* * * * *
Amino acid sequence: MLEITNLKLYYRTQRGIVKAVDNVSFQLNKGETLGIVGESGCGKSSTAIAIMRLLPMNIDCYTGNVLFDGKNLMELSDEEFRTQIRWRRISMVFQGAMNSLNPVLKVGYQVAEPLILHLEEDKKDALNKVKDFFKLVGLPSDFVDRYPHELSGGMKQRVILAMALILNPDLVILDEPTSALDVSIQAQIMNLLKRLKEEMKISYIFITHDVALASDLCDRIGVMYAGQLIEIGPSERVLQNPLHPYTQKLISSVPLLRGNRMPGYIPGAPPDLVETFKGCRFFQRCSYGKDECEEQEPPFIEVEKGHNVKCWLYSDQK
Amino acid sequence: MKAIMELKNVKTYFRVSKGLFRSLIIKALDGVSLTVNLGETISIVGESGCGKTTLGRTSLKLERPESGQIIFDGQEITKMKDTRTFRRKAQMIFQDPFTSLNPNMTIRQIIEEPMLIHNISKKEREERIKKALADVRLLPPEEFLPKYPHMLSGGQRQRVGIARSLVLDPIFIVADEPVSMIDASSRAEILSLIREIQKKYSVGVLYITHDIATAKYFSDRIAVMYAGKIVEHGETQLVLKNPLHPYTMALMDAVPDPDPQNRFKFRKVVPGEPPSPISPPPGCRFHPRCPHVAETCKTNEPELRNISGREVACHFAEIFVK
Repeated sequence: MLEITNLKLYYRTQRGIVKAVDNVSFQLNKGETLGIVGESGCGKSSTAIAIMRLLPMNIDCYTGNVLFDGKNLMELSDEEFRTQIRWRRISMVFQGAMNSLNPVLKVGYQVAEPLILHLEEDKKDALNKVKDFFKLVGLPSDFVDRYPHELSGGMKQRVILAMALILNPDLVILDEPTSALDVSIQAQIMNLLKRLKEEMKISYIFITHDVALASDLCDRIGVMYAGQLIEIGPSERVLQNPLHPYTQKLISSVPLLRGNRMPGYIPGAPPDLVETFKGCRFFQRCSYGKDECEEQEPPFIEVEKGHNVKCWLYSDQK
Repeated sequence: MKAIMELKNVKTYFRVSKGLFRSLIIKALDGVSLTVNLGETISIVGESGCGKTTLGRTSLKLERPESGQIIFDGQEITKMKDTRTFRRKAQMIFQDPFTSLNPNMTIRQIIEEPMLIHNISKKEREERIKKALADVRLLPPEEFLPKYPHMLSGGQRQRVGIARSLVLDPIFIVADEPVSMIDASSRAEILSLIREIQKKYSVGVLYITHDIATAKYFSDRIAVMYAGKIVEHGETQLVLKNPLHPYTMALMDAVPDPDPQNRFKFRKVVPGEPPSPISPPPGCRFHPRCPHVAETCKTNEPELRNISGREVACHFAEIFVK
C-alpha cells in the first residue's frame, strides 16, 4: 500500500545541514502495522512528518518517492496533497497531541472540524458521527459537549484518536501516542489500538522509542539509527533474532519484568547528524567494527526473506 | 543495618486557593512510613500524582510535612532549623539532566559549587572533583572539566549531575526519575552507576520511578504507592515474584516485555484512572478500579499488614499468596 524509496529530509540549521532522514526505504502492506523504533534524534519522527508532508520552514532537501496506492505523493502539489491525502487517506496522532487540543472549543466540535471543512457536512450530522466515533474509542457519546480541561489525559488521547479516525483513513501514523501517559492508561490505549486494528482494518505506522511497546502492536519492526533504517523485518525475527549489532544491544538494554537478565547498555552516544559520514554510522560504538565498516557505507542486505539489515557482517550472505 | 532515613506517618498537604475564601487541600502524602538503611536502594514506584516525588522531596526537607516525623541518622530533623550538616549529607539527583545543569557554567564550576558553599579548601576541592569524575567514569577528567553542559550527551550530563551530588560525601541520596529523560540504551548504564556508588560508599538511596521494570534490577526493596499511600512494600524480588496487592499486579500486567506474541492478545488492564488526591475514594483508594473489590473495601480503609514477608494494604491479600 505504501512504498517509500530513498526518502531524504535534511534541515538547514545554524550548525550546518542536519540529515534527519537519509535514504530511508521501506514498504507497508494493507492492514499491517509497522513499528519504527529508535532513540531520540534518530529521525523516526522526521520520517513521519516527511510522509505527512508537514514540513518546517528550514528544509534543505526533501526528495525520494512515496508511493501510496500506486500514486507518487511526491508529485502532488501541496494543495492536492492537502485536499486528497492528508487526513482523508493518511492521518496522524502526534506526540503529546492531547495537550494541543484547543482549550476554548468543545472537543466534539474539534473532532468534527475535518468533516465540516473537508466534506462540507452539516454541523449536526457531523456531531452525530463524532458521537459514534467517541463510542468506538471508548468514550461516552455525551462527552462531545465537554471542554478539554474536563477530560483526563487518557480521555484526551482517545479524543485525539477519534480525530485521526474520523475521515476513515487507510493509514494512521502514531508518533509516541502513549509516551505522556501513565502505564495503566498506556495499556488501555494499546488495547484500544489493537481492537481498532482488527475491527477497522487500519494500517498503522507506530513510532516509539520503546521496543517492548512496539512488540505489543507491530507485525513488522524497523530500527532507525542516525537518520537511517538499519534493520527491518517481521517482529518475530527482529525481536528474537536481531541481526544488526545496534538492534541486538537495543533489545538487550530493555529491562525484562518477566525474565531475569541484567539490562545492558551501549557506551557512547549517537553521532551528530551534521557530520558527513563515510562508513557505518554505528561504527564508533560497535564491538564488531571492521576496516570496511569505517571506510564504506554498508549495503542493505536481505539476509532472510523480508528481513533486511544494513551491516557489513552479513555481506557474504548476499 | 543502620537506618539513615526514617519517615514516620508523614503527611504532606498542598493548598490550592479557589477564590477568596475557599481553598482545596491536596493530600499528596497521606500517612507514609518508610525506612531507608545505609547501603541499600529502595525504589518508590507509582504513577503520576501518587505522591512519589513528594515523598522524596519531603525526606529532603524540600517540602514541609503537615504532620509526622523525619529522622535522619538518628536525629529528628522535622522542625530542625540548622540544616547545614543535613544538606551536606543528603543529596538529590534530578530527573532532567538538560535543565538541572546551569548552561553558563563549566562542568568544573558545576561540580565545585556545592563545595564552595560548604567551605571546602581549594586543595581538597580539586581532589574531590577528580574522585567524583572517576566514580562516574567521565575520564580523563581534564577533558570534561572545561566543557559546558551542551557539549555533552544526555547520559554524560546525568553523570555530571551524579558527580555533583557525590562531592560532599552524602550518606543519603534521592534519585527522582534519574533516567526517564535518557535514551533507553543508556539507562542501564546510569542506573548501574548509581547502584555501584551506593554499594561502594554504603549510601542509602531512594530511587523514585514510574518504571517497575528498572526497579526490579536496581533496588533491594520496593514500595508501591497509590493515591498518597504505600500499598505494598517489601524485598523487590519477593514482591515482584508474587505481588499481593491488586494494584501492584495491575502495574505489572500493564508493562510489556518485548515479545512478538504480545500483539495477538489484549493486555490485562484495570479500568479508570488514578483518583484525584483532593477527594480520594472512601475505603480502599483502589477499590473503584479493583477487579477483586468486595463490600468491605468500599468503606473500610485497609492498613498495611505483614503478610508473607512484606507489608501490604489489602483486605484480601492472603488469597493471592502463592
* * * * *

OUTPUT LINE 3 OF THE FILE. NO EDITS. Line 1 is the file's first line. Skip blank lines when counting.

Repeated sequence: MLEITNLKLYYRTQRGIVKAVDNVSFQLNKGETLGIVGESGCGKSSTAIAIMRLLPMNIDCYTGNVLFDGKNLMELSDEEFRTQIRWRRISMVFQGAMNSLNPVLKVGYQVAEPLILHLEEDKKDALNKVKDFFKLVGLPSDFVDRYPHELSGGMKQRVILAMALILNPDLVILDEPTSALDVSIQAQIMNLLKRLKEEMKISYIFITHDVALASDLCDRIGVMYAGQLIEIGPSERVLQNPLHPYTQKLISSVPLLRGNRMPGYIPGAPPDLVETFKGCRFFQRCSYGKDECEEQEPPFIEVEKGHNVKCWLYSDQK